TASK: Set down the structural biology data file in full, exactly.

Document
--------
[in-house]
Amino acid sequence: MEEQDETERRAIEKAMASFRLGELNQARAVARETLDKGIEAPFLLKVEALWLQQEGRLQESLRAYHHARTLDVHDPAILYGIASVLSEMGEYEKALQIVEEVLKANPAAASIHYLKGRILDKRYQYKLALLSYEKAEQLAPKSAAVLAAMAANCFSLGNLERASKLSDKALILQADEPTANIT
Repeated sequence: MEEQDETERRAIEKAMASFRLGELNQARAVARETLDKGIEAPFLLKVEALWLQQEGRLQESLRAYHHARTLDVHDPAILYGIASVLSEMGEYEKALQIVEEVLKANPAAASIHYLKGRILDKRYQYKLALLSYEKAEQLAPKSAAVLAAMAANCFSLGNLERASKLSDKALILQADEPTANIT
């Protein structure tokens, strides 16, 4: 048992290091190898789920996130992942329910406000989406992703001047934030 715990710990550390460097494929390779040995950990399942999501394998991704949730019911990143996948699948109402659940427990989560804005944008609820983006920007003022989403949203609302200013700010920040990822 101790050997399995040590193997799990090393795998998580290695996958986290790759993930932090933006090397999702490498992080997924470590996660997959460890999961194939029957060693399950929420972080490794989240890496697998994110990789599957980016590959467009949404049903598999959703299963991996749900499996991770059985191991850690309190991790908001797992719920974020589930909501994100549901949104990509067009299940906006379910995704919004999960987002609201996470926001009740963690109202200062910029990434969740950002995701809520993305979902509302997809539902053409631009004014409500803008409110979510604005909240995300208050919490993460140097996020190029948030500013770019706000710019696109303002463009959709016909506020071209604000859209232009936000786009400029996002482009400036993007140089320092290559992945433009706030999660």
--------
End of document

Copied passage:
[in-house]
Amino acid sequence: MEEQDETERRAIEKAMASFRLGELNQARAVARETLDKGIEAPFLLKVEALWLQQEGRLQESLRAYHHARTLDVHDPAILYGIASVLSEMGEYEKALQIVEEVLKANPAAASIHYLKGRILDKRYQYKLALLSYEKAEQLAPKSAAVLAAMAANCFSLGNLERASKLSDKALILQADEPTANIT
Repeated sequence: MEEQDETERRAIEKAMASFRLGELNQARAVARETLDKGIEAPFLLKVEALWLQQEGRLQESLRAYHHARTLDVHDPAILYGIASVLSEMGEYEKALQIVEEVLKANPAAASIHYLKGRILDKRYQYKLALLSYEKAEQLAPKSAAVLAAMAANCFSLGNLERASKLSDKALILQADEPTANIT
């Protein structure tokens, strides 16, 4: 048992290091190898789920996130992942329910406000989406992703001047934030 715990710990550390460097494929390779040995950990399942999501394998991704949730019911990143996948699948109402659940427990989560804005944008609820983006920007003022989403949203609302200013700010920040990822 101790050997399995040590193997799990090393795998998580290695996958986290790759993930932090933006090397999702490498992080997924470590996660997959460890999961194939029957060693399950929420972080490794989240890496697998994110990789599957980016590959467009949404049903598999959703299963991996749900499996991770059985191991850690309190991790908001797992719920974020589930909501994100549901949104990509067009299940906006379910995704919004999960987002609201996470926001009740963690109202200062910029990434969740950002995701809520993305979902509302997809539902053409631009004014409500803008409110979510604005909240995300208050919490993460140097996020190029948030500013770019706000710019696109303002463009959709016909506020071209604000859209232009936000786009400029996002482009400036993007140089320092290559992945433009706030999660």